Thanks again...have a good weekend
guruguhan is offline   Reply With Quote
Old 10-04-06, 12:22 PM   #13
onelung
Junior Member
 
Join Date: May 2006
Bikes:
Posts: 22
Mentioned: 0 Post(s)
Tagged: 0 Thread(s)
Quoted: 0 Post(s)
I had some wheels built up with Phil Wood 48 spoke hubs and I use Schwalbe Marathon 700c32 tires. It works great. I never get flats and it rides real well with a heavy load.
onelung is offline   Reply With Quote
Old 10-07-06, 11:45 PM   #14
smokeystrodtman
Member
 
Join Date: Jul 2006
Bikes:
Posts: 42
Mentioned: 0 Post(s)
Tagged: 0 Thread(s)
Quoted: 0 Post(s)
A little over three years ago I had Colorado Cyclist build me a set of 36 spoke wheels with Ultegra hubs and Mavic CXP-33 rims. The spokes are straight 14 ga., although I might go for butted spokes if I had to do it over again. I live on a very rough gravel road and do some riding on other rough roads and trails around here (central MO). I've never had to touch them with a spoke wrench, they're as true as the day I got them. The only slight inconvenience is that the CXP-33 is a deep section rim, so they need longer valve stems. They're probably the best money I ever spent on my bike.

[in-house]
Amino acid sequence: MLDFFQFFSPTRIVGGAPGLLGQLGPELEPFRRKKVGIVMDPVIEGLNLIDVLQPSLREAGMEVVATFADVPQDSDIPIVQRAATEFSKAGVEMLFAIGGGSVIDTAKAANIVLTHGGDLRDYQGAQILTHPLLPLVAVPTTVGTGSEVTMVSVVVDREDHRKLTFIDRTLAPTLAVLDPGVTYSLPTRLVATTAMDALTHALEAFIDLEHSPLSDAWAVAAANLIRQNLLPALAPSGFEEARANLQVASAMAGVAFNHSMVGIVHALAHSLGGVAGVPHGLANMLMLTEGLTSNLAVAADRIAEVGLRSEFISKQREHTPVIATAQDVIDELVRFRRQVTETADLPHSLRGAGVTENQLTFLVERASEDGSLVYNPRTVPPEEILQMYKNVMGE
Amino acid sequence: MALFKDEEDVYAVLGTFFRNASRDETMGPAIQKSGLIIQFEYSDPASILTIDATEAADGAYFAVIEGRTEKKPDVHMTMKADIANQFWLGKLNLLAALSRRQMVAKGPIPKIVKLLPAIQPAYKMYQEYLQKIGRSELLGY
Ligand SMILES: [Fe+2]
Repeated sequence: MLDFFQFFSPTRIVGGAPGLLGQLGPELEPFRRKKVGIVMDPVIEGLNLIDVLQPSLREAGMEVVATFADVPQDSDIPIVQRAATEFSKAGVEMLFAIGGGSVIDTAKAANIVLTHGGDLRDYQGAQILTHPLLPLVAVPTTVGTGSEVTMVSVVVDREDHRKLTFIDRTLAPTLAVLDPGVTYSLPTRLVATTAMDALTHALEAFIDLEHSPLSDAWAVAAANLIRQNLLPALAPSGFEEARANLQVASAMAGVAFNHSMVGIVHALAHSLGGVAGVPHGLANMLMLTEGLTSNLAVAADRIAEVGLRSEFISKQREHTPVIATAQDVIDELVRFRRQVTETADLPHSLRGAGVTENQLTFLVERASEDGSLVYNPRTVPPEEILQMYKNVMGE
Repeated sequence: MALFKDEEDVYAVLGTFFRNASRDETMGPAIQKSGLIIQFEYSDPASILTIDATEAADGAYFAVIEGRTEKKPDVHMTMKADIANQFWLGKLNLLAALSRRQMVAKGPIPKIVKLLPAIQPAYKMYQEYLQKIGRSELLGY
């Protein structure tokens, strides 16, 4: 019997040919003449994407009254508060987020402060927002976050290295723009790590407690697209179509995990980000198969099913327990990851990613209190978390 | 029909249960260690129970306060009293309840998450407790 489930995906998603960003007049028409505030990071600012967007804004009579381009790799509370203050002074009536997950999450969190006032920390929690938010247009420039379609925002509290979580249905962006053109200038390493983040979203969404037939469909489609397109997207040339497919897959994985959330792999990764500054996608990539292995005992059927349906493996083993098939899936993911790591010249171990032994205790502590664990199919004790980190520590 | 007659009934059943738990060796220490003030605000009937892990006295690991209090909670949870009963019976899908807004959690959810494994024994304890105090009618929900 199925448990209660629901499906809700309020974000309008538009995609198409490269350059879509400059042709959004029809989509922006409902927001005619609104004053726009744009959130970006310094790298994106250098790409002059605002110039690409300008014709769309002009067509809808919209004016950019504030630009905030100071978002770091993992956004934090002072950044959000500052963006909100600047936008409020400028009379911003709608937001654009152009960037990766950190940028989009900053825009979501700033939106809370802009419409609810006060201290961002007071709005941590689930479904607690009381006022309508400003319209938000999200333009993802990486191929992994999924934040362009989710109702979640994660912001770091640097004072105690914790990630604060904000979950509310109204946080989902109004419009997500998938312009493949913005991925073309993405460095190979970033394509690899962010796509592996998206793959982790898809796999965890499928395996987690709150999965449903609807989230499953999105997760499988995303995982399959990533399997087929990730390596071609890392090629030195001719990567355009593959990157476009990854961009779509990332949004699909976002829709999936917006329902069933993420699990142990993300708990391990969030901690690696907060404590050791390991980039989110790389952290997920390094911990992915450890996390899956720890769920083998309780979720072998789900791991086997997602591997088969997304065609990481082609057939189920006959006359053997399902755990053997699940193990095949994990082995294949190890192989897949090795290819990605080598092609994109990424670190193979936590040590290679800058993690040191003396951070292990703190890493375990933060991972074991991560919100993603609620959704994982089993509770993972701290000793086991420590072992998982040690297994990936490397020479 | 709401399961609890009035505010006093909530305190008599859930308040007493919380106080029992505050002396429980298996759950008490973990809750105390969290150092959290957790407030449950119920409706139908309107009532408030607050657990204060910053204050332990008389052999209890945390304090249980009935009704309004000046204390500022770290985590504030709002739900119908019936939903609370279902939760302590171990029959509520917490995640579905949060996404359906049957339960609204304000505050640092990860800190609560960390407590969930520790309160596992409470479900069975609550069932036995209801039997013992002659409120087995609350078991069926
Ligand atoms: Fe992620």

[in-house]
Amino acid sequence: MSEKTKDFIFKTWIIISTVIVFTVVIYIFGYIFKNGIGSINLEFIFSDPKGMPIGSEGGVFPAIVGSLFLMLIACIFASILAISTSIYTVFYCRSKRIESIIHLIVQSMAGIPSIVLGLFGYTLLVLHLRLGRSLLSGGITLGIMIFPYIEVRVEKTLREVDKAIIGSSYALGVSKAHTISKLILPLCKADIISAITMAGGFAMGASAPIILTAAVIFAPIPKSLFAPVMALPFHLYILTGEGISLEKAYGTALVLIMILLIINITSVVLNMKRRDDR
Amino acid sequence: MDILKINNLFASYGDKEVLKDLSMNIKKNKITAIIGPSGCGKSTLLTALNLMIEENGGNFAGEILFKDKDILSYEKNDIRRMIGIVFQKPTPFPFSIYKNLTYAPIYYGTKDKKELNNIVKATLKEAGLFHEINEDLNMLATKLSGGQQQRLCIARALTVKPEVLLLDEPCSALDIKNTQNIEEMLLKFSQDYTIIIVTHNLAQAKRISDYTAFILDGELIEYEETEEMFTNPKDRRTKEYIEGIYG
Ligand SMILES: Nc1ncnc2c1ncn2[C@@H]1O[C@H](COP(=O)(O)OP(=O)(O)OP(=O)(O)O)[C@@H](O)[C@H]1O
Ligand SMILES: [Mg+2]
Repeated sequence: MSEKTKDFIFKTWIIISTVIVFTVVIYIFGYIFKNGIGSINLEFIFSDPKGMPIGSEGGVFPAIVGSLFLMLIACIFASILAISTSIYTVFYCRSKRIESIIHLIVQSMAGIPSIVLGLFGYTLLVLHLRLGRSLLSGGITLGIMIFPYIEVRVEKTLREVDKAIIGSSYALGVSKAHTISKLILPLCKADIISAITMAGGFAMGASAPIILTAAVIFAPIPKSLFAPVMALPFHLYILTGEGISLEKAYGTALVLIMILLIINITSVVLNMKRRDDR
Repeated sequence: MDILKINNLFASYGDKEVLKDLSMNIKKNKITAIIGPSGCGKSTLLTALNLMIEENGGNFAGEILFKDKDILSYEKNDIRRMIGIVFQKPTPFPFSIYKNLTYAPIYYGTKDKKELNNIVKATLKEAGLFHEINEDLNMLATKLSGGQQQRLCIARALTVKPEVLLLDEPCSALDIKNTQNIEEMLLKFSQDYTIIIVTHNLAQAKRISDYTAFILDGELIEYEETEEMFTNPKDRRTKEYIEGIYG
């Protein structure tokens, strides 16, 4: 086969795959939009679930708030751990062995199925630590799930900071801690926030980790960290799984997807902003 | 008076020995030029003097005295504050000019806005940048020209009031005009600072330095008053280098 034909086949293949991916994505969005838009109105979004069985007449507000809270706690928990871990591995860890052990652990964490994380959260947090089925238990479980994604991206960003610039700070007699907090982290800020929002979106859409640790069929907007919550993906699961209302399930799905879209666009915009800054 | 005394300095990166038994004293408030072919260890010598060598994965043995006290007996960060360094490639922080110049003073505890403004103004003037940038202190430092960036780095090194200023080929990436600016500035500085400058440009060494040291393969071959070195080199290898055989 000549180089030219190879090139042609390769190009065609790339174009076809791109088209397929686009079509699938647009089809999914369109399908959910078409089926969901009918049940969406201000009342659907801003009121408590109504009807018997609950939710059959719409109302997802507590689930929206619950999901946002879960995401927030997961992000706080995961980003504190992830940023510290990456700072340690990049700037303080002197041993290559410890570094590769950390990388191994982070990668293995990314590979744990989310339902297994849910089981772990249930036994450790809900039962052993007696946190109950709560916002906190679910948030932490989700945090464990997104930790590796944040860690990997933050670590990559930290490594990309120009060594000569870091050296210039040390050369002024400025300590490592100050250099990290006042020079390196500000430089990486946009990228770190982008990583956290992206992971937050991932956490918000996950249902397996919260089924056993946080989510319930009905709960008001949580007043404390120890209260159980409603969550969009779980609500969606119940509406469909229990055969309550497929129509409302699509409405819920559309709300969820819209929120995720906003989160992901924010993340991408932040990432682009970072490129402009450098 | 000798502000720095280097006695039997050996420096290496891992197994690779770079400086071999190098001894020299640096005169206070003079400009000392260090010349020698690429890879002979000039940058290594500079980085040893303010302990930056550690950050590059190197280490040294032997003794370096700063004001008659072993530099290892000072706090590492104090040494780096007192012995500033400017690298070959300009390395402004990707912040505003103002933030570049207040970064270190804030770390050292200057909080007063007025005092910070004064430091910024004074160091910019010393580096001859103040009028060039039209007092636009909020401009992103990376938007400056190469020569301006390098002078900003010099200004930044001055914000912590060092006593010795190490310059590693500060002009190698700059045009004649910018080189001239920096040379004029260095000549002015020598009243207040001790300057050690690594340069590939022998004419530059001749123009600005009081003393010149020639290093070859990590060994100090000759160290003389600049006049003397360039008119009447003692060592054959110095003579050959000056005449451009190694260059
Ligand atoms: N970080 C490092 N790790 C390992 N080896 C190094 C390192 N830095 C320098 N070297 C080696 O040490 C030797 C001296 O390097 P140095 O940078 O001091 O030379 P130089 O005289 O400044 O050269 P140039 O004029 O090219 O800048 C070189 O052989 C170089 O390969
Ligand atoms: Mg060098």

smokeystrodtman is offline   Reply With Quote
Reply


Thread Tools Search this Thread
Search this Thread:

Advanced Search

Posting Rules
You may not post new threads
You may not post replies
You may not post attachments
You may not edit your posts

BB code is On
Smilies are On
[IMG] code is On
HTML code is Off



All times are GMT -6. The time now is 11:11 AM.